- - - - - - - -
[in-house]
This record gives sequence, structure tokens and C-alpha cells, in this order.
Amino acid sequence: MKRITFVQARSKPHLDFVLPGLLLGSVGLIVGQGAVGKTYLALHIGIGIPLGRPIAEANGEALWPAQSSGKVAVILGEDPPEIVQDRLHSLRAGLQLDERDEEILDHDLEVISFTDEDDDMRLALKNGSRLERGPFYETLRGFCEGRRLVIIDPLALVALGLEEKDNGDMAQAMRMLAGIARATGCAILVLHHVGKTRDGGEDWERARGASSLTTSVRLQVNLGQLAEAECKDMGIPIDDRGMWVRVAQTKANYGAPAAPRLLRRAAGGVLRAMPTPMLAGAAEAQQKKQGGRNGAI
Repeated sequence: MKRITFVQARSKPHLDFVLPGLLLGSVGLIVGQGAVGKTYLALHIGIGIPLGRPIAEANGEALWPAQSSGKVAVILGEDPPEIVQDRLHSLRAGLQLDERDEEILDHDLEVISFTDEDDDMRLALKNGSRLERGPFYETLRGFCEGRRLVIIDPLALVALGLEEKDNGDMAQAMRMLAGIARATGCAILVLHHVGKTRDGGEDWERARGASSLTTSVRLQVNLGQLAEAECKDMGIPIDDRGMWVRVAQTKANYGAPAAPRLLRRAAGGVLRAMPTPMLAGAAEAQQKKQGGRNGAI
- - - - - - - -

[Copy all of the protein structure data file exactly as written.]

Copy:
[in-house]
This record gives sequence, structure tokens and C-alpha cells, in this order.
Amino acid sequence: MKRITFVQARSKPHLDFVLPGLLLGSVGLIVGQGAVGKTYLALHIGIGIPLGRPIAEANGEALWPAQSSGKVAVILGEDPPEIVQDRLHSLRAGLQLDERDEEILDHDLEVISFTDEDDDMRLALKNGSRLERGPFYETLRGFCEGRRLVIIDPLALVALGLEEKDNGDMAQAMRMLAGIARATGCAILVLHHVGKTRDGGEDWERARGASSLTTSVRLQVNLGQLAEAECKDMGIPIDDRGMWVRVAQTKANYGAPAAPRLLRRAAGGVLRAMPTPMLAGAAEAQQKKQGGRNGAI
Repeated sequence: MKRITFVQARSKPHLDFVLPGLLLGSVGLIVGQGAVGKTYLALHIGIGIPLGRPIAEANGEALWPAQSSGKVAVILGEDPPEIVQDRLHSLRAGLQLDERDEEILDHDLEVISFTDEDDDMRLALKNGSRLERGPFYETLRGFCEGRRLVIIDPLALVALGLEEKDNGDMAQAMRMLAGIARATGCAILVLHHVGKTRDGGEDWERARGASSLTTSVRLQVNLGQLAEAECKDMGIPIDDRGMWVRVAQTKANYGAPAAPRLLRRAAGGVLRAMPTPMLAGAAEAQQKKQGGRNGAI